Caldwell 27

Also called the Crescent Nebula or NGC 6888, Caldwell 27 holds a massive, incredibly hot star at its heart.


4,700 light-years

Apparent Magnitude




object type

Planetary Nebula

colorful streams of yellow, blue, and green gas and dust extend from the lower left to the center right.
Also called the Crescent Nebula or NGC 6888, Caldwell 27 holds a massive, incredibly hot star at its heart.
NASA, ESA, Brian D. Moore and J. Jeff Hester (Arizona State University)

Commonly called the Crescent Nebula, Caldwell 27 looks more like a prehistoric dinosaur egg. Hubble’s vibrantly colored image zooms in on a small region of the nebula that is “only” 3 light-years across, or about 17.6 trillion miles. The black-and-white inset is a ground-based image that displays nearly the full nebula, which spans roughly 16 by 25 light-years. The cloudy, mottled shell surrounds an extremely hot and short-lived type of star called a Wolf-Rayet. Dubbed WR 136, this colossal star is unleashing a powerful stellar wind of charged particles from its surface, which is tearing apart the shell of surrounding material that the star blew off 250,000 years ago.

colorful streams of yellow, blue, and green gas and dust extend from the lower left to the center right. At the bottom right is a black and white image from a ground based telescope.
NASA, Brian D. Moore, Jeff Hester, Paul Scowen (Arizona State University), Reginald Dufour (Rice University)

WR 136 created this web of luminous material during the late stages of its life. As a bloated, red supergiant, WR 136 puffed away some of its bulk, which then settled around it in a vast, roughly spherical cloud. When the star evolved from a supergiant to a Wolf-Rayet star, it developed an even fiercer stellar wind and began expelling mass at a furious rate. The stellar wind collided with the material around the star and swept it up into a thin shell. That shell broke apart into the network of bright clumps seen in the Hubble image.

Hubble’s close-up of the nebula reveals with unprecedented clarity that the shell of matter is a network of filaments and dense knots, all enshrouded in a thin “skin” of gas (seen in blue). Hubble’s sharp vision allows scientists to probe the intricate details of the complex system. Such details are crucial to understanding the life cycle of stars and their impact on the evolution of our galaxy. The observations were taken in June 1995 with Hubble’s Wide Field and Planetary Camera 2. Scientists selected the image’s colors to correspond with the ionization state of the gases (how many atoms have been lost or gained in the atoms of each gas), with blue representing the highest and red the lowest observed ionization.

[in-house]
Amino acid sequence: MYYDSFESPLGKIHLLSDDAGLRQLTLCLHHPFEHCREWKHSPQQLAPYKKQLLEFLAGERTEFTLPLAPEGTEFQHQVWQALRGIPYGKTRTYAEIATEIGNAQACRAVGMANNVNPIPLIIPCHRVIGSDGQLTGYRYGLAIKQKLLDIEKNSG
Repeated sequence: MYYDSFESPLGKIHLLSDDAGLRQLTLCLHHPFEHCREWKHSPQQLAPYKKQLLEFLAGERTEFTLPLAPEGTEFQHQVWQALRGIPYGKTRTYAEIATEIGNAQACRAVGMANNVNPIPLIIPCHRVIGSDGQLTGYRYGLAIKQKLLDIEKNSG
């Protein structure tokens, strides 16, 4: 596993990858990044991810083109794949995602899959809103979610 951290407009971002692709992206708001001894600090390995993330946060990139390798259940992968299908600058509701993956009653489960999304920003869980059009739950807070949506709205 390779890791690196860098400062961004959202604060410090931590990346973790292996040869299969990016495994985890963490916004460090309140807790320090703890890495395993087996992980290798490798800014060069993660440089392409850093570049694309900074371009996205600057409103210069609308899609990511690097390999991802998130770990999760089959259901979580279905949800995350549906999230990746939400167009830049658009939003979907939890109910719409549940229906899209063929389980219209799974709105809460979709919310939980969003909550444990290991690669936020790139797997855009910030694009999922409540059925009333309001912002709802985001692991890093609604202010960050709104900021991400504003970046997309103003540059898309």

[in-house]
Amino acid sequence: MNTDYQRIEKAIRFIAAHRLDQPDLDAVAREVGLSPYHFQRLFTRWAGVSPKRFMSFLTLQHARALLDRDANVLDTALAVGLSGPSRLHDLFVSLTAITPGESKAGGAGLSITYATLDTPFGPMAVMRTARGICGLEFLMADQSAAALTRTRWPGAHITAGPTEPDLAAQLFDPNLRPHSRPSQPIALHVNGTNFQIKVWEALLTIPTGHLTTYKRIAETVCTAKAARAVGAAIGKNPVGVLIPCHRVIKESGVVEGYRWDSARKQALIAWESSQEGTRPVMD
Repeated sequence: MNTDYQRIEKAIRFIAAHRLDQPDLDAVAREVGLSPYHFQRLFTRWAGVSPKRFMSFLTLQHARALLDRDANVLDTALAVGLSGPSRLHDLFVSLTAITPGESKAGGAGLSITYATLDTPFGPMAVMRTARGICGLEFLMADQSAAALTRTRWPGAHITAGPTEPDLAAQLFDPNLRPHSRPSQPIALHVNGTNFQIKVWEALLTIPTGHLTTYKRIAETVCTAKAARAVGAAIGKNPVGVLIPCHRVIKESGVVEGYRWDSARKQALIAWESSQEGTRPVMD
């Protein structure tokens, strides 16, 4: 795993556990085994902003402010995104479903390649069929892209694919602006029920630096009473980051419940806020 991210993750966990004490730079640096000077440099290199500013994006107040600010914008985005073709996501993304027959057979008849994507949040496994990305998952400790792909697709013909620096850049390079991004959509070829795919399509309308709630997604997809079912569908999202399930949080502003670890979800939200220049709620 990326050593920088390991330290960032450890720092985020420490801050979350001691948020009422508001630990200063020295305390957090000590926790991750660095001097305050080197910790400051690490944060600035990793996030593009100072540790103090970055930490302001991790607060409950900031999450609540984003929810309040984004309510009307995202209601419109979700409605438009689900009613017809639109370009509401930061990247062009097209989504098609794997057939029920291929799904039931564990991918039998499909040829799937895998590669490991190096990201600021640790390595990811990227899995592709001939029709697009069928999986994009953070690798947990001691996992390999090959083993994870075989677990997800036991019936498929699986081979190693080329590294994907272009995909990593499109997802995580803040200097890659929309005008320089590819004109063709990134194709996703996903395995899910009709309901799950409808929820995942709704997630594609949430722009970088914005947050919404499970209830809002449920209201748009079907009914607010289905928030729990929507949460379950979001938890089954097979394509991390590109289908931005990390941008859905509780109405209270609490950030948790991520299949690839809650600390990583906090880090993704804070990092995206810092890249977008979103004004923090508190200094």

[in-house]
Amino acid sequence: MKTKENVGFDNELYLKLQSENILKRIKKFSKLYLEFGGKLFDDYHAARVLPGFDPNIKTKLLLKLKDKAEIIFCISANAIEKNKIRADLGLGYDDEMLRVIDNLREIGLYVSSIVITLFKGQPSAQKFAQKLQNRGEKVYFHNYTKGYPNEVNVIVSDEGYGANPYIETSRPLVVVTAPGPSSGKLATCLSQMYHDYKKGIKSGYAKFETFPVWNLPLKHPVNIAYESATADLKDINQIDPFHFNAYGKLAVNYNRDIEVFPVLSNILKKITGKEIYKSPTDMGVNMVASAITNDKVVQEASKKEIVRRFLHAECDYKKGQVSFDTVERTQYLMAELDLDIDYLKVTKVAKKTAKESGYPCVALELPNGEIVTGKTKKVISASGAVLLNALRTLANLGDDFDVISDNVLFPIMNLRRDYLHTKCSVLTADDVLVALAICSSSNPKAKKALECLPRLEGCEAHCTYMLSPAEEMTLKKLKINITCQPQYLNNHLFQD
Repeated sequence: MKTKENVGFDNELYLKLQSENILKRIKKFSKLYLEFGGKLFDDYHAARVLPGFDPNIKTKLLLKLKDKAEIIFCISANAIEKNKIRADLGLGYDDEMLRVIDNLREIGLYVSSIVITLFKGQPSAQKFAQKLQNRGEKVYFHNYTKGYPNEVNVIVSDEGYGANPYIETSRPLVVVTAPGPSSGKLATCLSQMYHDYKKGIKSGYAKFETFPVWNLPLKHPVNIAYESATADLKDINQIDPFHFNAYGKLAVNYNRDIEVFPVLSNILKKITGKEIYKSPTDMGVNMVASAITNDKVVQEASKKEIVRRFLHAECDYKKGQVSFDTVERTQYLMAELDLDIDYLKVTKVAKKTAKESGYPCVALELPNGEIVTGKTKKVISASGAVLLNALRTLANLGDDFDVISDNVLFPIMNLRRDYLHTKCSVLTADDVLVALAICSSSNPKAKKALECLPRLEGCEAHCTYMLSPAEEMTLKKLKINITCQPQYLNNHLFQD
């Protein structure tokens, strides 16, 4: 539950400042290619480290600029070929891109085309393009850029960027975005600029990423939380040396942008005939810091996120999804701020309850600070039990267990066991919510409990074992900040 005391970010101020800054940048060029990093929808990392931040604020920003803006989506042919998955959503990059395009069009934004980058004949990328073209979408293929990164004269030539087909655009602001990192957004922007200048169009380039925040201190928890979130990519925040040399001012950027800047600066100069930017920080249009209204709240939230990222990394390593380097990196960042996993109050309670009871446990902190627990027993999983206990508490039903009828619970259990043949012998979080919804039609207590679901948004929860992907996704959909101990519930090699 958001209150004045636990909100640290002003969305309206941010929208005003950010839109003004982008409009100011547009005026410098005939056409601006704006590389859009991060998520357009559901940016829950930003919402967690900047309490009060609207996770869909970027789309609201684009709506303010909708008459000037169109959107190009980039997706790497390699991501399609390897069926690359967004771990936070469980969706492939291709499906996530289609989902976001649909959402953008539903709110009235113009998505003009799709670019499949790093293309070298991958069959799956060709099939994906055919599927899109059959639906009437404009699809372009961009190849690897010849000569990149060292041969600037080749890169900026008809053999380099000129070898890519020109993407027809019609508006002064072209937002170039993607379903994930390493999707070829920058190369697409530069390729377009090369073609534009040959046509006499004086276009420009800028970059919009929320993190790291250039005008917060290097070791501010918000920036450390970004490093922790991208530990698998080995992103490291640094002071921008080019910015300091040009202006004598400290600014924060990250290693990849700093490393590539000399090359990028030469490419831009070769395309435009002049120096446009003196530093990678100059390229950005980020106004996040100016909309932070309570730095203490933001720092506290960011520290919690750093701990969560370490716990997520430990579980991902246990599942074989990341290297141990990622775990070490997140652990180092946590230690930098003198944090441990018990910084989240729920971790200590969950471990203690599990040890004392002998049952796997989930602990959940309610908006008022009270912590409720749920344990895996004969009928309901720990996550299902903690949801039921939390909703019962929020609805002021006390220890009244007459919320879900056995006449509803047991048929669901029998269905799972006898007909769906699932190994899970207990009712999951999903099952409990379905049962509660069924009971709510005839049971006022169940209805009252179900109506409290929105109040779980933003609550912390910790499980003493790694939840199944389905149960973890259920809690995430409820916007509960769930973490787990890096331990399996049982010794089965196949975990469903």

Also cataloged as NGC 6888, Caldwell 27 was discovered by William Herschel in 1792. This stellar demolition zone lies within our own galaxy, about 4,700 light-years from Earth in the constellation Cygnus, the Swan. For best viewing, observe Caldwell 27 with a moderate to large telescope equipped with a light-pollution filter during the late summer from the Northern Hemisphere (or during the winter in the Southern Hemisphere). With a magnitude of 8.8, the Crescent Nebula is not visible to the naked eye — but if it were, it would appear in the sky as an ellipse one-quarter the size of the full moon. In the future, the nebula’s shell may become compressed and begin glowing again, this time as a powerful blast wave moves outward from the Wolf-Rayet star when it completely destroys itself in a supernova explosion.

For more information about Hubble’s observations of Caldwell 27, see:
Hubble Watches Star Tear Apart Its Neighborhood

This star chart for Caldwell 27 represents the view from mid-northern latitudes for the given month and time.
Image courtesy of Stellarium


Ionization - The process by which particles become electrically charged; radiation from various astronomical sources, such as stars, can charge surrounding gases with electromagnetic radiation, causing these clouds of gas to glow.

Magnitude - The brightness of an astronomical object, represented by a number; bright objects have low numbers on the magnitude scale, while dim objects have high numbers.

Nebula - An interstellar cloud of dust and gas; either a location where new stars are being forged or a cloud of material ejected into space by a dying star.

Supernova - The explosion of a massive star at the end its life, which ejects material into space and causes the star to temporarily brighten in our sky.

Wolf-Rayet Star - A massive, incredibly hot star that blasts substantial winds of particles out into space and can shed mass equal to that of our Sun in just 100,000 years.

Explore Hubble's Caldwell Catalog

The following pages contain some of Hubble’s best images of Caldwell objects.

Stars with four diffraction spikes dot the scene against a black backdrop.

Caldwell 1

Also known as NGC 188, this group of stars formed from a large cloud of gas making the stars roughly…

Red cloud of dust with a bright white star in the center of it. Lots of reddish and orangish stars in the background.

Caldwell 2

This shell of gas is expanding outward, away from the dying star within.

Large grouping of bright white, blue and red stars. Lightly colored blue dust surrounds the stars.

Caldwell 3

This barred spiral galaxy was first spotted by British astronomer William Herschel in April 1793 in the constellation Draco.